I was perusing Facebook the other week, scrolling through all the status updates – who’s being smug about their long weekend in the Keys, whose children have been saying adorably prescient things regarding the upcoming election – when I came across a food post. Normally I skip over food posts – no offense, but while your organic, locally sourced antelope poutine with a small-batch gose beer reduction may be the most sublime delight you’ve ever tasted, the picture you’ve stuck up on Facebook doesn’t really do me much good.
But this one was different. This one featured a meticulously prepared, well-dressed seafood dish – lionfish.
If you’re unfamiliar with lionfish, here’s the short version: They’re a nonnative invasive species that first showed up in our oceans in the ’80s after some wingnuts apparently released them from aquariums into the ocean. Now they’re here and, like New Yorkers at your favorite restaurant in January, they’re multiplying.
When it comes to invasive species, we hear more about the non-native pythons eating through western Broward. From the sounds of it, they’re going to digest their way through the swamps and turn up in greater numbers in suburban areas until they integrate into communities and, inevitably, become a majority voting bloc on the Sunrise City Commission.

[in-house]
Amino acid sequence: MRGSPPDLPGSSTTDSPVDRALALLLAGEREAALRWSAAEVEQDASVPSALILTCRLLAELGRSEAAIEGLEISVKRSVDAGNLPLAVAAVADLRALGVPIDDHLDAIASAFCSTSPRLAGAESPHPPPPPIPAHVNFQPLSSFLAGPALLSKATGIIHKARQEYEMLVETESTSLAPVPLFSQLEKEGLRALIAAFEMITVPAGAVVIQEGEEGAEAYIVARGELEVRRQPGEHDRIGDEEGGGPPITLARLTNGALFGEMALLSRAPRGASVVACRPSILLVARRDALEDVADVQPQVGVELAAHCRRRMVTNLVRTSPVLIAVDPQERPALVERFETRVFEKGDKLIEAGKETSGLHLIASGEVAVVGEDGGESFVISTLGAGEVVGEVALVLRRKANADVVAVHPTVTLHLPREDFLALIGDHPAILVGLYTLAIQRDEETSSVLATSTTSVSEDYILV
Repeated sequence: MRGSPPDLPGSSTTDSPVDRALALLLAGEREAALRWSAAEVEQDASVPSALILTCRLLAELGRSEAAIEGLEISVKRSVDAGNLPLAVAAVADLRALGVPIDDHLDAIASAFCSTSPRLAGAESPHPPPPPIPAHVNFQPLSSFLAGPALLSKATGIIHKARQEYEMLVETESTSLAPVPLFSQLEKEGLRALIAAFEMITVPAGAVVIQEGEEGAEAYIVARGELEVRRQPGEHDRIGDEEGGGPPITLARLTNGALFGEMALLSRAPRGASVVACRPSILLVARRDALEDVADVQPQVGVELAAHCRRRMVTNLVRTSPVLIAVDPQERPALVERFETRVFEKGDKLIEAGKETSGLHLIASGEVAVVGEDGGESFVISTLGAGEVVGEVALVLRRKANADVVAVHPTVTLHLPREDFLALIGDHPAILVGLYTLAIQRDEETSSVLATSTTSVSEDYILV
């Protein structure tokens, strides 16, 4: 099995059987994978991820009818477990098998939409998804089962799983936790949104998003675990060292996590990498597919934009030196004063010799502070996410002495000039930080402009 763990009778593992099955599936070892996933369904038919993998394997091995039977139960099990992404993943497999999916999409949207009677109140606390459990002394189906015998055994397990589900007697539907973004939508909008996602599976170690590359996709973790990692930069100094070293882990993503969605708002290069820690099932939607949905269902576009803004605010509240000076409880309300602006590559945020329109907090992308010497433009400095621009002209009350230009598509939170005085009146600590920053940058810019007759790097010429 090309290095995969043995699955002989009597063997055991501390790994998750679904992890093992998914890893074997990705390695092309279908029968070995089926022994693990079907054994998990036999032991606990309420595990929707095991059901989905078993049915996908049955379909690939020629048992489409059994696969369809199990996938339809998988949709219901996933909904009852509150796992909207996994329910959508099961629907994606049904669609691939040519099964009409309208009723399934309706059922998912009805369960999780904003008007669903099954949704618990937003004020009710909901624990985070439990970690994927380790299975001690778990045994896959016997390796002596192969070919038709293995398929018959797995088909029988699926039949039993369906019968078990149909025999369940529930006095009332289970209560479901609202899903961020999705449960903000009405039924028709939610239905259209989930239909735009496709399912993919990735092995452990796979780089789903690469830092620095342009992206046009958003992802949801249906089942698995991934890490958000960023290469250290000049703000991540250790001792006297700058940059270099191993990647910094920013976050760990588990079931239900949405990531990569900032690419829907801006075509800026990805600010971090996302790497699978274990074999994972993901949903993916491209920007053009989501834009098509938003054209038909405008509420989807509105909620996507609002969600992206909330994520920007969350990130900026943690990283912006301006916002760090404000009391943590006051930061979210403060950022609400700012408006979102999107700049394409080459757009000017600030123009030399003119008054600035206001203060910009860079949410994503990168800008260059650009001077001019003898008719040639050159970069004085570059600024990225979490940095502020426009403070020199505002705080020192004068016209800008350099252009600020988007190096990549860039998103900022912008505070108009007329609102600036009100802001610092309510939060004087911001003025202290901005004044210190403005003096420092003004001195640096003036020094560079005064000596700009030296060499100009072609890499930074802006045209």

We hear less about lionfish, but they are bad, bad dudes. Like most invasive species and people from Ontario, they have no known predators in South Florida. They eat all sorts of native fish, including several that we also like to eat and others that help our reef ecosystems keep running. Oh, and they’ve got venomous spines. Basically, they’re massive jerks.
Tasty, tasty jerks.
And that’s where we can help. Because let’s face it, modern Americans – we are not, by and large, the sort of hardy frontierspeople who are going to go out there and ruggedly solve the problems of nature with our bare hands and a spear. But we can eat. Friends, we can eat.
In this issue, we went to chefs from a pair of classically Floridian restaurants, Boatyard’s Peter Boulukos and Aruba Beach Café’s Chris Nealon, and asked them to come up with a recipe for lionfish, which Whole Foods has begun offering in its Florida stores. The results are on page 60, and having had the opportunity to sample some of the finished work, I can report it’s pretty yummy. Turns out, lionfish tastes a bit like snapper. We all like snapper, right? Great, now imagine snapper was trying to screw up everything you loved about Florida’s oceans. You’d be pretty mad at that delicious snapper, wouldn’t you? You’d want to grill some of it on the spot, just to show it, and also because you want dinner.
Will this solve the problem? Not by itself, no. But it can’t hurt and hey, if we’re going to eat seafood anyhow, it might as well be the seafood that’s trying to wreck all our other seafood.
My fellow Americans – my fellow Floridians – it’s not a call to arms so much as a call to forks. Get ready, people, this is what we’ve trained for.